Magic Flight was started by a young man who studied philosophy. He brings that approach to the launch box, and each one has a unique aphorism printed on the back. Every MFLB is crafted by hand by their team in San Diego.
“The Launch Box is believed to be that ‘one simple idea’ whose time has come to create the next ‘right step’ in the evolution of human relationships…We view our vaporizer as a manifestation and symbol of our love, enabling so many people to literally breathe easier every day. “
The name “magic” brings connotations of the spirit that guides their company’s philosophy. Same goes for “flight” which brings the idea of freedom into the picture. Everything they do seems to revolve around this spirit, even the logo brings to mind the idea of vapor flowing through the air.
Growers in Burgundy are at tight knit bunch. They stick together, steadfast in their desire to preserve the land which serves as a foundation for their vineyards. Of all the producers, Domaine Romanee-Conti remains the figurehead, the big dog so to speak, of the area. Their world famous Pinot Noir fetches insanely high prices on the secondary market and continues to be the pinnacle for wine collectors around the world.
So in Vosne-Romanée, the historic and sleepy little town, where a long history of growing wine springs from, it was a surprise when someone declared they might poison or steal the sacred vines of DRC. At first, they thought it was a joke. Who in their right mind would make such a threat?
Then they got the note. Aubert de Villaine realized it was no joke. They were asking for $1 million dollars ransom. The Romanee-Conti vineyard is the most sacred vineyard in the entire world, one that yields a tiny 500 cases of wine each year. That’s just 1/50th the total production of mammoth producer Lafite in Bordeaux for comparison.
It’s no wonder their wines fetch insanely high prices. If you can penetrate the world of futures and collectible wines, you will likely pay at least $5,000 for a bottle. And in some cases, much more. Some magnums have fetched 30,000+ at auctions in Hong Kong.
MANY PEOPLE COME TO VISIT THIS SITE AND WE UNDERSTAND. WE ASK YOU NEVERTHELESS TO REMAIN ON THE ROAD AND REQUEST THAT UNDER NO CONDITION YOU ENTER THE VINEYARD. THANK YOU FOR YOUR COMPREHENSION.
The Cote d’Or, or “Gold Slope” as it’s known has been home to the world’s most revered vines for centuries, since the monks planted them and made wine in the same parcel of land. So on that morning, when Aubert received a package on his home doorstep and opened it, he found an incredibly detailed map of the 4+ acres of vineyards. It was remarkably accurate, even describing the placement of some 20,000 rootstocks. Whoever sent the threat knew their stuff.
The note went on to suggest that 82 vines had already been poisoned, with X’s marking their graves. It also hinted that far more would be poisoned, and that an antidote existed. When he called the police to investigate, they found a syringe had been used to poison the vines. A curious thing, since that same tool was used by many winemakers to inject liquid carbon disulfide into the vineyards to prevent disease.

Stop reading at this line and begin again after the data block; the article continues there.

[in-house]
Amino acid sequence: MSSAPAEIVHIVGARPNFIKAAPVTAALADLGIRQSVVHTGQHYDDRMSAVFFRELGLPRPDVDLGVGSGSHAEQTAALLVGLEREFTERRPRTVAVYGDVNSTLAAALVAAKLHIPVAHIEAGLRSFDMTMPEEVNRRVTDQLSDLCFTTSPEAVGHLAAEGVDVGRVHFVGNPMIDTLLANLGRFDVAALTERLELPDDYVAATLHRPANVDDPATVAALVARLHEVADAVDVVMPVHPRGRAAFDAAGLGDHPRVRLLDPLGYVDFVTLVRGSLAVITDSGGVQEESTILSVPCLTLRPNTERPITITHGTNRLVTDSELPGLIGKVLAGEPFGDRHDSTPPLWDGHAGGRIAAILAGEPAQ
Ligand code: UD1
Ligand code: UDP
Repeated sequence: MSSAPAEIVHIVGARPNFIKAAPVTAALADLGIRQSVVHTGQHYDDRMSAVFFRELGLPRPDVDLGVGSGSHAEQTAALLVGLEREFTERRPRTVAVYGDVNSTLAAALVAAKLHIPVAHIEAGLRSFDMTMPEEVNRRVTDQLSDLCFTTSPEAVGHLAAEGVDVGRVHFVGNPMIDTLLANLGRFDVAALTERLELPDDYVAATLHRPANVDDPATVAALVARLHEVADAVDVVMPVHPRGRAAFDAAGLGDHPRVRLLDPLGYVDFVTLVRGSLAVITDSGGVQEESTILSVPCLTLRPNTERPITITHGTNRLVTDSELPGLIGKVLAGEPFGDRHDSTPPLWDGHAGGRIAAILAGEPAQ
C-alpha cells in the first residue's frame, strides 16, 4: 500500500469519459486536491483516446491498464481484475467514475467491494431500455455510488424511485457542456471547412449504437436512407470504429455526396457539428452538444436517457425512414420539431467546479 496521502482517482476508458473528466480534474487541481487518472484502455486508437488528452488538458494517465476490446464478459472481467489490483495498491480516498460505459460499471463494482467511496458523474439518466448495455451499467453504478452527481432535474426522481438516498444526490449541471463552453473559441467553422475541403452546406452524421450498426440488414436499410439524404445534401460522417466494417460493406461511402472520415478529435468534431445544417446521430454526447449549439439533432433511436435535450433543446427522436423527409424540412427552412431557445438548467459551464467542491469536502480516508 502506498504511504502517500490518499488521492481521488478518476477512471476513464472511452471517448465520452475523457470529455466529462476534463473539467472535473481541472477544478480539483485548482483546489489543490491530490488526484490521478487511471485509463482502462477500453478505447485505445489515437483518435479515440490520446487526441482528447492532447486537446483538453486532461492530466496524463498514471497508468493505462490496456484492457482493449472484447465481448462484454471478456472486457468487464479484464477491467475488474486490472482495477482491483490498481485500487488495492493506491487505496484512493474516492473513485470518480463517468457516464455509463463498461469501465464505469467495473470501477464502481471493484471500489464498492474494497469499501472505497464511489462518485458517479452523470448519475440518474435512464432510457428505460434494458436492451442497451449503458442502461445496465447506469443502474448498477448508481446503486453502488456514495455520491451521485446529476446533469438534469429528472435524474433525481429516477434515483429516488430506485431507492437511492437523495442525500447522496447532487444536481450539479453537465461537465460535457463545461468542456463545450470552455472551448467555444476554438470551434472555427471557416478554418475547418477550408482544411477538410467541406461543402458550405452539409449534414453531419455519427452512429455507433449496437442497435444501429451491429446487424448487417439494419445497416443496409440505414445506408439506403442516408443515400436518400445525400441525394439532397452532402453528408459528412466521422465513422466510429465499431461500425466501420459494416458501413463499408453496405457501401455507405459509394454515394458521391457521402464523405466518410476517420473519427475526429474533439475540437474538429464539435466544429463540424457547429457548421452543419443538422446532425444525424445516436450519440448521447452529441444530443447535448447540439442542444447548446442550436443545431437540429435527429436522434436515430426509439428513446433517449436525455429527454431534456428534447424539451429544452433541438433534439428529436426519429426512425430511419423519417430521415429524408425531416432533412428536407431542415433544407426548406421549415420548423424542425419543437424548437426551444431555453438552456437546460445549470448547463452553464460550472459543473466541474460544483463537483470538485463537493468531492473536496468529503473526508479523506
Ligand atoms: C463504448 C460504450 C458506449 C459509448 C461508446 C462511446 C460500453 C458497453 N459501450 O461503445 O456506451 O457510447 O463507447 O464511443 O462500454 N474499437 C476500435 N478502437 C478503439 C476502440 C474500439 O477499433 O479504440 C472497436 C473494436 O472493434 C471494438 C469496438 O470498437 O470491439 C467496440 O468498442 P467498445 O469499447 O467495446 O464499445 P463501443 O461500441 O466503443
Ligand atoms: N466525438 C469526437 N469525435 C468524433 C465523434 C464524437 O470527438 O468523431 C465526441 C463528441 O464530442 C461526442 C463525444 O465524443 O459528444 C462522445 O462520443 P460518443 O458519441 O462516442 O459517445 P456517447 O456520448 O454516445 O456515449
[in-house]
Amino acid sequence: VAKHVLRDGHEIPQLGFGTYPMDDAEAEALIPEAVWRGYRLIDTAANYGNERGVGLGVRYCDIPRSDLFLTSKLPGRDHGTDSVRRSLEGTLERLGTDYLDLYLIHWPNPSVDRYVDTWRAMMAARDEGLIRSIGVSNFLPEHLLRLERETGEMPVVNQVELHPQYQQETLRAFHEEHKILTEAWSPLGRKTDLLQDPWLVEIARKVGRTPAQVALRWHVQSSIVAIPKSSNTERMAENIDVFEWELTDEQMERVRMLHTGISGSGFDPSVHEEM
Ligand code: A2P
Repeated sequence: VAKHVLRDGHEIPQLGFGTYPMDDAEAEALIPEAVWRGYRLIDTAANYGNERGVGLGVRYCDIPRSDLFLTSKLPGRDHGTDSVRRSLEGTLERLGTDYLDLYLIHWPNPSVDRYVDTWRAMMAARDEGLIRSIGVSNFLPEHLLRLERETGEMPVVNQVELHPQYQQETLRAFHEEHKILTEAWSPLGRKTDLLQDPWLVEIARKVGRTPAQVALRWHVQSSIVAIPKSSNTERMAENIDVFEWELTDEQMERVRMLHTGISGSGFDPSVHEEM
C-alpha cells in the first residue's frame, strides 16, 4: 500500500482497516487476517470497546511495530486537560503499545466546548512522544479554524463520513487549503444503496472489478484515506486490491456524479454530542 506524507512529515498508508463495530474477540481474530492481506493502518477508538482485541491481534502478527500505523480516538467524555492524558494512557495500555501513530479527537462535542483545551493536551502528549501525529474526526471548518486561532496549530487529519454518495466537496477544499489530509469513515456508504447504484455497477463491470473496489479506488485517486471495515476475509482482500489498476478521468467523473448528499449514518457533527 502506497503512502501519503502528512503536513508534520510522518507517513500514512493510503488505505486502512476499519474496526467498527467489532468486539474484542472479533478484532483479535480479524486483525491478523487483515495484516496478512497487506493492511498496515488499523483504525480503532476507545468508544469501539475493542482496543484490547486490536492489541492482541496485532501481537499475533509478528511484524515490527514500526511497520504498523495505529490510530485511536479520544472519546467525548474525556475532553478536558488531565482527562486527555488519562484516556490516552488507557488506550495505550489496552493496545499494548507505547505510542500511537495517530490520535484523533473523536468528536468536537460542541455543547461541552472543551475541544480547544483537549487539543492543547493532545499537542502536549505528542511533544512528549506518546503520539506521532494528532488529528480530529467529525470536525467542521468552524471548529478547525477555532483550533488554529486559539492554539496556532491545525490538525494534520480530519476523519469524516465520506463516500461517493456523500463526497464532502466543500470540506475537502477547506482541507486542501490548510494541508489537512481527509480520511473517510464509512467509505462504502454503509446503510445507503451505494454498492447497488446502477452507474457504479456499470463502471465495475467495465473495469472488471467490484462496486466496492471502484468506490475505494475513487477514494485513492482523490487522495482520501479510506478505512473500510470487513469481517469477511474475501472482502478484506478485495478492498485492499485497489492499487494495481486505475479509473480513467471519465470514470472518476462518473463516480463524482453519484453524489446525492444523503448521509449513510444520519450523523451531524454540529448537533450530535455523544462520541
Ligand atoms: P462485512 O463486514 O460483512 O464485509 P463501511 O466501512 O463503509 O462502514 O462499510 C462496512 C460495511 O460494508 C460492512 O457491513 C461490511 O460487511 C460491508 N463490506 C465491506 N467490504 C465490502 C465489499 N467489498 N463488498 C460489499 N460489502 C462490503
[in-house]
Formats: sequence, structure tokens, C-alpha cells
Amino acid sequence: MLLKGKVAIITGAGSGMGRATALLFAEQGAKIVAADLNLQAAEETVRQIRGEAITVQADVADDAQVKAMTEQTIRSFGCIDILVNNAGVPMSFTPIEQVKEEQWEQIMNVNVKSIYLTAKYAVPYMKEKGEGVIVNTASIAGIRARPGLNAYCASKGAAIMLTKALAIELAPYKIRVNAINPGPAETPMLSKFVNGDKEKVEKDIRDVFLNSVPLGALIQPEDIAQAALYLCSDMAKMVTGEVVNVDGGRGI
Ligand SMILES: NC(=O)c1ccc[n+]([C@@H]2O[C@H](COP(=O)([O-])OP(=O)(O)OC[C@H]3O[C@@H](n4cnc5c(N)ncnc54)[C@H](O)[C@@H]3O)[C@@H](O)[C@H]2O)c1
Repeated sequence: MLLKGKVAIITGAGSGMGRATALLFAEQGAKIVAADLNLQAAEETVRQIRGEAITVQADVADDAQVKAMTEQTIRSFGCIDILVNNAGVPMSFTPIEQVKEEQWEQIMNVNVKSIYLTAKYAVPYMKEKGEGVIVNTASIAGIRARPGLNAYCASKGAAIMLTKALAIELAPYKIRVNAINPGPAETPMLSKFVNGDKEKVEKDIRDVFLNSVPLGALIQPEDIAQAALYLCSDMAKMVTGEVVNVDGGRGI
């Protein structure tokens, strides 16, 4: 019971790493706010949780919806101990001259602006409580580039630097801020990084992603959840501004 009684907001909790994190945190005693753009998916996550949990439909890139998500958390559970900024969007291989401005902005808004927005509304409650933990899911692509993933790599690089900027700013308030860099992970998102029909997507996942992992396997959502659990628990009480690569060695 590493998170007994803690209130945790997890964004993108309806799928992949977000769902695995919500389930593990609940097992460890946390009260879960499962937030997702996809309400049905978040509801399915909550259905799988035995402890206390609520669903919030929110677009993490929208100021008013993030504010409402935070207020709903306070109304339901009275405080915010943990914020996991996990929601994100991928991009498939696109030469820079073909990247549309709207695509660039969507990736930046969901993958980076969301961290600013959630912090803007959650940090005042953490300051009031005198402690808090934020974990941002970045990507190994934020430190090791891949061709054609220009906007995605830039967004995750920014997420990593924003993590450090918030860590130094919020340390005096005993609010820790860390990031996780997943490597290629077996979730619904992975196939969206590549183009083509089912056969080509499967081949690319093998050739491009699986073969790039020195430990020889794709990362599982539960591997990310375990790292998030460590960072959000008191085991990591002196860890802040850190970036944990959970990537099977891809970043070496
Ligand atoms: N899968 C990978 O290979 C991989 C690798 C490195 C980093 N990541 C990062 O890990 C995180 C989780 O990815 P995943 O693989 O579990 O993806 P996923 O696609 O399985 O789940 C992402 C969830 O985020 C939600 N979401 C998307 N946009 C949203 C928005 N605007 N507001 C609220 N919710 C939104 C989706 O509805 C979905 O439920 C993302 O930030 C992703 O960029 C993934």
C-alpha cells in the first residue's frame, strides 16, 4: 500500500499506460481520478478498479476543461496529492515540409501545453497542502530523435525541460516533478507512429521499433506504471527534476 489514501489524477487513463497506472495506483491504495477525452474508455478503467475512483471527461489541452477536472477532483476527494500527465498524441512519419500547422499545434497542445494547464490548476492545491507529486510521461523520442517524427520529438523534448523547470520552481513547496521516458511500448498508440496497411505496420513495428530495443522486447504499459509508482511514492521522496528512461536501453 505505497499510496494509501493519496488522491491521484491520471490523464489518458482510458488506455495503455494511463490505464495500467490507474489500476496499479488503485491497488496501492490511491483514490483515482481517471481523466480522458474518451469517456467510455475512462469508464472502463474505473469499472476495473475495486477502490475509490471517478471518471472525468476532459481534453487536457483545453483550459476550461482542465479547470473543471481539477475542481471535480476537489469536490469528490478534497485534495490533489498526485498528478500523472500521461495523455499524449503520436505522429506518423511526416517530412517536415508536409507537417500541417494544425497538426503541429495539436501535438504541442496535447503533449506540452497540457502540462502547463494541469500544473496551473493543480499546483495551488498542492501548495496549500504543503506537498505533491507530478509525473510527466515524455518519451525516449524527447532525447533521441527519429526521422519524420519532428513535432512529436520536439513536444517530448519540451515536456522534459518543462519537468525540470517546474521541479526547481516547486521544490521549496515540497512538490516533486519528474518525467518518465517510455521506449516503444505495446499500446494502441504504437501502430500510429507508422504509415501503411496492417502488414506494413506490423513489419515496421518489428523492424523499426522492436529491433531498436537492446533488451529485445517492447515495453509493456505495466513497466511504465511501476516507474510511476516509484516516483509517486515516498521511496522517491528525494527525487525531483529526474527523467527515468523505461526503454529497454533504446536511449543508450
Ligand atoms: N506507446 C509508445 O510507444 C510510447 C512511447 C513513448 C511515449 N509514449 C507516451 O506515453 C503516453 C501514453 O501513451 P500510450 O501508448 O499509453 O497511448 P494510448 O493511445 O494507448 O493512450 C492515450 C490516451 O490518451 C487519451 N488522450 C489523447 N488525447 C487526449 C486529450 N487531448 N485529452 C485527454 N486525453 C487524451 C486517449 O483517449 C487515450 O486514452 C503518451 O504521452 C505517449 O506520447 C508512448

So whoever made this threat apparently knew a great deal about his vineyards, and about winemaking itself. The final note demanded the total ransom be dropped off discretely inside a certain cemetary in Chambolle-Musigny. On one fateful night, an employee of DRC walked there with a suitcase of fake euros and left it.
Not long after leaving the money, the police noticed a man walking into the cemetary to retrieve the money. They arrested him promptly. His name was Jacques Soltys. Turns out this wasn’t his first scam. A lifelong delinquent from Épernay, near Champagne, this man had turned to extortion to make his ends meet. Before he could stand trial, Jacques was found dead in his cell, hanging from a noose.
2016 saw mother nature deal a bad hand to Burgundy. Constant storms, hail, frost, and every other imaginable problem made for a rough year and many vineyards suffered at the hands of foul weather. However, harvest has come and gone again, and growers and vintners are making the best of a difficult situation.
Total harvest was down 20-30% compared to last year
A mixture of hail, mildew, and frost completely decimated some vineyards
They saw the worst frost since 1981, with temps dropping to around 21 degrees
The result? Some predict a sharp increase in prices for Chablis and other red Burgundy. Quality will be marginal to good depending on the skill of the winemaker and the overall quality of the grapes. Still, it looks like a minefield in terms of finding great bottles from the 2016 vintage. Only time will tell though.
On a bright note, some growers are reporting better than expected harvest quality thanks to better weather toward the tail end of the harvest. While Chablis might be the hardest hit area, other regions, especially the Cote d’Or seem to have fared better.
Some growers in Chablis have even employed “hail cannons” in an attempt to prevent hail from destroying further crops. This sort of surface to air attack has a very specific weapon. “What they do is spray silver iodide into the storm clouds to prevent hailstones from solidifying.” reports Gueguen.
Some of the most expensive, most renowned, and treasured wines in the entire world originate in the sacred land of Burgundy, France. When it comes to Pinot Noir and Chardonnay, few other regions bring the prestige that places like Clos St. Denis, Echezeaux, and Gevrey-Chambertin do.
Burgundy is a complicated place though, thanks to age old land inheritance laws that split the region into hundreds of “clos” – tiny vineyards outlined by rock walls. It’s not uncommon to find one family owning a single row of vines, sharing a small clos with a dozen other families.
The word “clos” comes from the French word for “closure”. Some famous clos in Burgundy include
Clos de Tart – famous for Pinot Noir. Located in the Cote de Nuits region.
Clos de la Roche
Clos St. Denis
Clos du Val
Although many of the vineyards in these clos are owned by small families, who have maintained them for decades, we’ve seen some big players enter the area recently. For example, LVMH just bought Clos des Lambrays, a famous Grand Cru vineyard. This behavior has been driven by the strong consumer demand for Burgundy wine. With such limited space, it’s no wonder the demand remains high, even as countless other regions around the world expand their wine production.